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Preparation management

by | Dec 15, 2020 | manage, Nat King Cole, Preparation

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As I have gotten older, I have recognized that knowing what you don’t know… admitting it and asking for help… is a virtue that is not well recognized and not well understood. I really didn’t want to be an Ops person, didn’t have any choice, so when I had enough successes behind me, there was one step left.  Find someone who did (or at least thought they did), and convince them that I needed them to take over.  In this case, my pace was accelerated by the continuing disruption between my boss and his boss the VP, and aided by the fact that my boss had a very loyal lieutenant that he thought could step in… 

The other thing that I learned over and over again is that talent is the universal solvent for all problems and opportunities.  You have to constantly keep your eyes open for great people, because when you need them – and when they are ready – rarely overlap, without Preparation.  And then, you are stuck in a bad situation that you can’t get out of fast enough.  As I was contemplating today’s post, I typed out the word “successor” – and the pagination split it into… success.. Or…  I think that will be the way I spell that word from now on, editors and spell checkers notwithstanding. 

It is that important.  You have to have a constant flow of talent that you are watching, Preparing, managing, and being ready to step in – so you can move on – up or otherwise.  In this season, after repeatedly failing to get one of my “directs” promoted (as I wrote about last week), I looked in the other direction – who does my boss want to step up?  I didn’t like them, and didn’t really believe they would do the job, but that was less important than me moving back into a world that I plausibly understood better… and an opening that was tailor-made for me.  The other side of talent management is knowing what YOU want and constantly scanning for that also.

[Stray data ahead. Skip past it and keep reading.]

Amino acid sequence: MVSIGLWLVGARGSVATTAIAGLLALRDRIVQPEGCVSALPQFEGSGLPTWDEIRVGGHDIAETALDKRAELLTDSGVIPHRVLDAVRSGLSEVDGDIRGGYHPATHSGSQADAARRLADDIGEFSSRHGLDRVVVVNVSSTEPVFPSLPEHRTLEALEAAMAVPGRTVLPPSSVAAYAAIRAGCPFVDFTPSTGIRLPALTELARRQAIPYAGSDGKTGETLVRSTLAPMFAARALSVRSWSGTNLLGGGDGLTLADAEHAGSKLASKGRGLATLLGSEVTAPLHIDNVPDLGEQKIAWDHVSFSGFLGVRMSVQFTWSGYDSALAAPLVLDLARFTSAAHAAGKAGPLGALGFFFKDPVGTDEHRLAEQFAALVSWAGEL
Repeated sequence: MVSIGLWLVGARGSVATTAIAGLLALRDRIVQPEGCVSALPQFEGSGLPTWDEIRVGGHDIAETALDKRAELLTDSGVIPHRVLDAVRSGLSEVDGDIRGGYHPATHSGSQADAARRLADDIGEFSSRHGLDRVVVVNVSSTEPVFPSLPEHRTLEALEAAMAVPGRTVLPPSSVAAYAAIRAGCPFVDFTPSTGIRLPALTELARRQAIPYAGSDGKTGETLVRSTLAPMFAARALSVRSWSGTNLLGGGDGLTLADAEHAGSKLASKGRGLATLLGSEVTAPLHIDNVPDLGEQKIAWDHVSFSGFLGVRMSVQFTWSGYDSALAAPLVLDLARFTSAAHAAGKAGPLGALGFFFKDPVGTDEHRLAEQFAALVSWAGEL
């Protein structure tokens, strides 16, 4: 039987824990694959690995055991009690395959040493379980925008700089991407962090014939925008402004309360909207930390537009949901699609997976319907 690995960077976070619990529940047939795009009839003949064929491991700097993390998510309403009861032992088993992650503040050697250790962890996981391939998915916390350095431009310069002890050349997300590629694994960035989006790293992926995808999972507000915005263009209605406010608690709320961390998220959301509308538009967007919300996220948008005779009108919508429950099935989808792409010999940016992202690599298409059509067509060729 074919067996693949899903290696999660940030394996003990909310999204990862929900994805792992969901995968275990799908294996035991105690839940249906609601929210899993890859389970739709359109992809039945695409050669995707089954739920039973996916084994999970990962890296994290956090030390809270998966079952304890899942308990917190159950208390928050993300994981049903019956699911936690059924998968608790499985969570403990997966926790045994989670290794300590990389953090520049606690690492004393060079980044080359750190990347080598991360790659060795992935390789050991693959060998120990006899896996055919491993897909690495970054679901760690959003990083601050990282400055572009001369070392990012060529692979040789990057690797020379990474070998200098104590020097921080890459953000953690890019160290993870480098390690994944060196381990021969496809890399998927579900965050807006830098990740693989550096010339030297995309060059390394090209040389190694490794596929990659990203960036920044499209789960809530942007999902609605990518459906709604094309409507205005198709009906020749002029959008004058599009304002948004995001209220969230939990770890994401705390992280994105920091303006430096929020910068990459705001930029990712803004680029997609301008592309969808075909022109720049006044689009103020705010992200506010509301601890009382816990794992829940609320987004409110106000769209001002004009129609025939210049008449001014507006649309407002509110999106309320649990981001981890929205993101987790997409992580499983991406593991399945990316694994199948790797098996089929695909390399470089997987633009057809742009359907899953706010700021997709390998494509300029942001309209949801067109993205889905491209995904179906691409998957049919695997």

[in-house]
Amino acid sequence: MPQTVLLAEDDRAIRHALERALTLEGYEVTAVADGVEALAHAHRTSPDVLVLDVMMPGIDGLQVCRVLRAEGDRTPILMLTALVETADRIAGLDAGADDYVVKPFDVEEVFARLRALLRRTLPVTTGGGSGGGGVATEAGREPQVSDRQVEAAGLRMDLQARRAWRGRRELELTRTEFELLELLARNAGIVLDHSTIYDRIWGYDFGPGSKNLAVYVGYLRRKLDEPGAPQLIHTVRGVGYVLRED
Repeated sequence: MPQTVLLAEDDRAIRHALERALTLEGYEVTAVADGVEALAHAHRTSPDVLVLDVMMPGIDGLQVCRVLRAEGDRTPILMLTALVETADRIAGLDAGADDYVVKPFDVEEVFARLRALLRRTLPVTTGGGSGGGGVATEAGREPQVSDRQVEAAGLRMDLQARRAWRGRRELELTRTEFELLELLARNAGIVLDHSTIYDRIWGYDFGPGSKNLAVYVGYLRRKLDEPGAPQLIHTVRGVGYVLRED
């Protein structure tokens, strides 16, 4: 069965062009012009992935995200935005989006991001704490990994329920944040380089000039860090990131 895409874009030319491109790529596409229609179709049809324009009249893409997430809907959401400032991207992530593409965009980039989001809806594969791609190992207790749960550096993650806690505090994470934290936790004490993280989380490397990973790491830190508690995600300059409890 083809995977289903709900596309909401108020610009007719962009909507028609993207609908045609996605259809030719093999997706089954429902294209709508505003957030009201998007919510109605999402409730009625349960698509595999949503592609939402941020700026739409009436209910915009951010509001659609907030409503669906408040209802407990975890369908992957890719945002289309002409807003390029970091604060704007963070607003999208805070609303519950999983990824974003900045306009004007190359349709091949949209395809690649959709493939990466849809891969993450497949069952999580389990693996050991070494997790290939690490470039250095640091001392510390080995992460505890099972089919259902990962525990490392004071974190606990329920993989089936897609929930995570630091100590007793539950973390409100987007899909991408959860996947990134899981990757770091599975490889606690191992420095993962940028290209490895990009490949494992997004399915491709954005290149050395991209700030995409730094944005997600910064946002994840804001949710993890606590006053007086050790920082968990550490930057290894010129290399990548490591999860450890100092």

Growing up in the Southwest, Route 66 was more than a song… it was a lifestyle.  It was a piece of highway that cut across some of the prettiest, and most desolate part of the country.  Literally going over 2000 miles from Chicago to LA, it was captured in 1946 by a songwriter who drove the route to… wait for it… become a songwriter in LA.  He started in Pennsylvania on Route 40, but his wife suggested when they joined Route 66 that “Get your Kicks on” worked way better with 66 😉  If you haven’t driven a piece of it, add it to your bucket list. It was recorded first by the Trio, and then re-released and re-recorded by Nat a few times, along with others. This video you get to actually see Nat play and remember what a great player he was long before the vocals became the road he traveled.

Like the highway, you have to manage talent like a pipeline – constantly moving people into it, and ensuring they are exposed to the right skills and opportunities so they are ready for what will eventually face them.  And also, to train them on the same approach for their team members, so they are also Prepared to move on when the time is right.  If you haven’t thought about it with the analogy of a pipeline, I would encourage you to google “Human Capital Planning” as you are managing it – either well, or poorly 😉 

For me, I was able to step out of the role, leaving it better than I found it, with team members who were all now in much more significant roles.  The “NeXT” team were now some of the most sought after talent, Prepared with all of the challenges we faced, overcome, and then thrived from. Even though we all had to drop that from our titles, we stayed in close contact as my new role was back into developing software that still ran on NeXT.  It was rewarding to watch their skills on that specific platform wane as they were drawn into more and more mainstream efforts.

It was similar to watching Route 66 eventually being replaced by the superhighways.  Not as romantic, and not as fun, but certainly way more efficient and easier to manage on longer trips. For much of the ride west, you can see the “old” road just off a bit, having blazed the trail. Who do you need to Prepare to pull onto your “on-ramp” and start to accelerate their career – so your own can move into the fast lane?  Do you have a success Or….Go ahead – and get your kicks on Route 66. 


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